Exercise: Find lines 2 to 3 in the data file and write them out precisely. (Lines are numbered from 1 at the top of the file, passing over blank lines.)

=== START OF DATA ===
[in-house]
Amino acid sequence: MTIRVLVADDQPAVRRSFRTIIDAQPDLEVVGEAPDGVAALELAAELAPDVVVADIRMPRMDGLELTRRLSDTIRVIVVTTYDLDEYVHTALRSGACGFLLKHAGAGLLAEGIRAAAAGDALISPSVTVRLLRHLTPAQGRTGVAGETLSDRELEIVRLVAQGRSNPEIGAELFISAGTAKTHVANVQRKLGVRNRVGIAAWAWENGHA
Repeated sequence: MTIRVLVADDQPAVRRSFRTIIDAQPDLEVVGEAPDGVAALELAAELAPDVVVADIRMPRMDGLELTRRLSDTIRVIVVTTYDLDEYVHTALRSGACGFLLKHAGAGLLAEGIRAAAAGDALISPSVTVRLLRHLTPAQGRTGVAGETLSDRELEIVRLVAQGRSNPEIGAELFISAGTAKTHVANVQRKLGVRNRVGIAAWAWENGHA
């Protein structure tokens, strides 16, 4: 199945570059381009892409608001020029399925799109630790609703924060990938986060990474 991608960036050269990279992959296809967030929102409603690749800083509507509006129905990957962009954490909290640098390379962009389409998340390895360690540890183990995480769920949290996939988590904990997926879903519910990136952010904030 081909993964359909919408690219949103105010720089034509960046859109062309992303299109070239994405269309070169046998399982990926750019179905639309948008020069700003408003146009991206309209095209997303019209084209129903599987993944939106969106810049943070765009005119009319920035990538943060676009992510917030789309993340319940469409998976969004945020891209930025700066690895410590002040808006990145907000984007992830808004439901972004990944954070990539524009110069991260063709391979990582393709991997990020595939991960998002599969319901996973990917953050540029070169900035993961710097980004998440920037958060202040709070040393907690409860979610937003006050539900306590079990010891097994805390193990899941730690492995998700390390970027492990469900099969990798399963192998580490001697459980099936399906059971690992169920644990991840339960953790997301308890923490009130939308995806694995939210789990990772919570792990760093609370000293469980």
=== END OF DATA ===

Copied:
Amino acid sequence: MTIRVLVADDQPAVRRSFRTIIDAQPDLEVVGEAPDGVAALELAAELAPDVVVADIRMPRMDGLELTRRLSDTIRVIVVTTYDLDEYVHTALRSGACGFLLKHAGAGLLAEGIRAAAAGDALISPSVTVRLLRHLTPAQGRTGVAGETLSDRELEIVRLVAQGRSNPEIGAELFISAGTAKTHVANVQRKLGVRNRVGIAAWAWENGHA
Repeated sequence: MTIRVLVADDQPAVRRSFRTIIDAQPDLEVVGEAPDGVAALELAAELAPDVVVADIRMPRMDGLELTRRLSDTIRVIVVTTYDLDEYVHTALRSGACGFLLKHAGAGLLAEGIRAAAAGDALISPSVTVRLLRHLTPAQGRTGVAGETLSDRELEIVRLVAQGRSNPEIGAELFISAGTAKTHVANVQRKLGVRNRVGIAAWAWENGHA